I'm intrigued by an article yesterday in National Geographic News about the ways scientists are intervening to protect Pacific leatherback sea turtles in the face of global warming.
As the sand heats up, the potential for cooked eggs increases, so scientists are transplanting nests and planting shade trees. Sea turtles face threats from coastal development, poaching, and fishing bycatch, but the warming planet is a prickly foe -- the temperature of beach sand surrounding an egg determines the sex of a developing turtle.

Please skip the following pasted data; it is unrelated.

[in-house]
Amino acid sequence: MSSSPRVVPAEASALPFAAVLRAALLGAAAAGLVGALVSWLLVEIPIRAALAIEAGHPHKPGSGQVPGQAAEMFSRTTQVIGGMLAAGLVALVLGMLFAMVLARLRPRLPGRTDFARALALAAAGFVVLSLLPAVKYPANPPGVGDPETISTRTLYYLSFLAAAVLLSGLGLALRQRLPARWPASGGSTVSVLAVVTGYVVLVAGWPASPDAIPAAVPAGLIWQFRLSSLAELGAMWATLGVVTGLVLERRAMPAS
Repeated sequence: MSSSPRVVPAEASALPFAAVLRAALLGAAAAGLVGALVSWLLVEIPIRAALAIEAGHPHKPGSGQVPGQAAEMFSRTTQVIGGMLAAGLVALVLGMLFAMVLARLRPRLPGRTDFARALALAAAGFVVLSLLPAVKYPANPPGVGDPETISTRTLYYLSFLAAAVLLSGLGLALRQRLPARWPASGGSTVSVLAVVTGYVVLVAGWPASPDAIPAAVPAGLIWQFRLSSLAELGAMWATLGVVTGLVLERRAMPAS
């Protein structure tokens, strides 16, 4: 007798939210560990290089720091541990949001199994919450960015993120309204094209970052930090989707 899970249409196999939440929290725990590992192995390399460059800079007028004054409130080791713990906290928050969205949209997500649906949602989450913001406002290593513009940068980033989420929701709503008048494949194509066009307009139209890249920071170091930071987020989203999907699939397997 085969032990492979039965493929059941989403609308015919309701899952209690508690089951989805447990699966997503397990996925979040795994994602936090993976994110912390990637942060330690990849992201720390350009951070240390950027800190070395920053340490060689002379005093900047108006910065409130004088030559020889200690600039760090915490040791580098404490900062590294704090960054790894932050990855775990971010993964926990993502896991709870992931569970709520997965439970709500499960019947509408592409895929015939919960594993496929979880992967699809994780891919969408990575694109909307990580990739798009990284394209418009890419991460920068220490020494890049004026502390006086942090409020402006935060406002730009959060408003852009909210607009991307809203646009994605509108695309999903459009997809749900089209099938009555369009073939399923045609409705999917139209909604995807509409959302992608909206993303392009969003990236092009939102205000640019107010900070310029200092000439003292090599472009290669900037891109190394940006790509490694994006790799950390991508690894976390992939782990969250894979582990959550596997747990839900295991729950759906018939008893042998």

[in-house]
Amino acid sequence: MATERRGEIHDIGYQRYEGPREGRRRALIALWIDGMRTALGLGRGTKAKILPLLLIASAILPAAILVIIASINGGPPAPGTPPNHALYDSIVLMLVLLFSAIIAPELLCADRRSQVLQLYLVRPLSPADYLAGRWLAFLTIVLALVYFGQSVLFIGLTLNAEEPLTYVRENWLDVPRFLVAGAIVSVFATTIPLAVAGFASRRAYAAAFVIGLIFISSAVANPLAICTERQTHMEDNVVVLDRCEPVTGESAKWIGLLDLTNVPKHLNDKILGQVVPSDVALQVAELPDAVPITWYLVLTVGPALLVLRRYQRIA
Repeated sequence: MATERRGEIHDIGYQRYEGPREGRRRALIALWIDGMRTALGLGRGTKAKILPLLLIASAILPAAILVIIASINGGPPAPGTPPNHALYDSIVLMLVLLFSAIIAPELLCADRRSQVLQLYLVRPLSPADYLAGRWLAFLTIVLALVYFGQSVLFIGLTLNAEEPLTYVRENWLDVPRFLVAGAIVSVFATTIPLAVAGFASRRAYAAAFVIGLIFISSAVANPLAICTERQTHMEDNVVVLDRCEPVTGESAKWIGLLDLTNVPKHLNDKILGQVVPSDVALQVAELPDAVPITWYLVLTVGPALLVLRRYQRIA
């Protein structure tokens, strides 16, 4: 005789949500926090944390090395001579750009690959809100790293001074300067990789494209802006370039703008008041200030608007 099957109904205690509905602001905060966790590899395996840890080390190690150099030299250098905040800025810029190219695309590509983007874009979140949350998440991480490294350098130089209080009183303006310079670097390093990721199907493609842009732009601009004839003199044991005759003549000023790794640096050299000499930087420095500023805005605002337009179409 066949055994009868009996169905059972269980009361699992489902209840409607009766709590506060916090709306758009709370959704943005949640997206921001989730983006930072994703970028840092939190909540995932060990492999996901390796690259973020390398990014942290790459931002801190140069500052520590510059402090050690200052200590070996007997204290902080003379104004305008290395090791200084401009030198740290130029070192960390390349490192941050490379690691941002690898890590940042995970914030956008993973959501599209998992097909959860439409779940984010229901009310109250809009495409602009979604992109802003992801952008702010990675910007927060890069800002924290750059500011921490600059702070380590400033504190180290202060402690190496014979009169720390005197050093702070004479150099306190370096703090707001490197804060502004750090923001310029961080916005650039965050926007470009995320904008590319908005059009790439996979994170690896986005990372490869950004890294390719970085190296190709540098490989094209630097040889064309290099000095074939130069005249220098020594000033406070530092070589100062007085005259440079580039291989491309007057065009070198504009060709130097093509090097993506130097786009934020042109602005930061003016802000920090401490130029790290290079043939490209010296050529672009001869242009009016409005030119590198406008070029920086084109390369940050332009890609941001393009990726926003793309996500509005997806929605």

Plus, migration routes might be altered as waters warm, so some scientists are hoping to keep a close eye on where the turtles go -- so they can protect any new habitat.
Learn more about Oceana's work to protect sea turtles.
[Image: David Sherwood via news.nationalgeographic.com]
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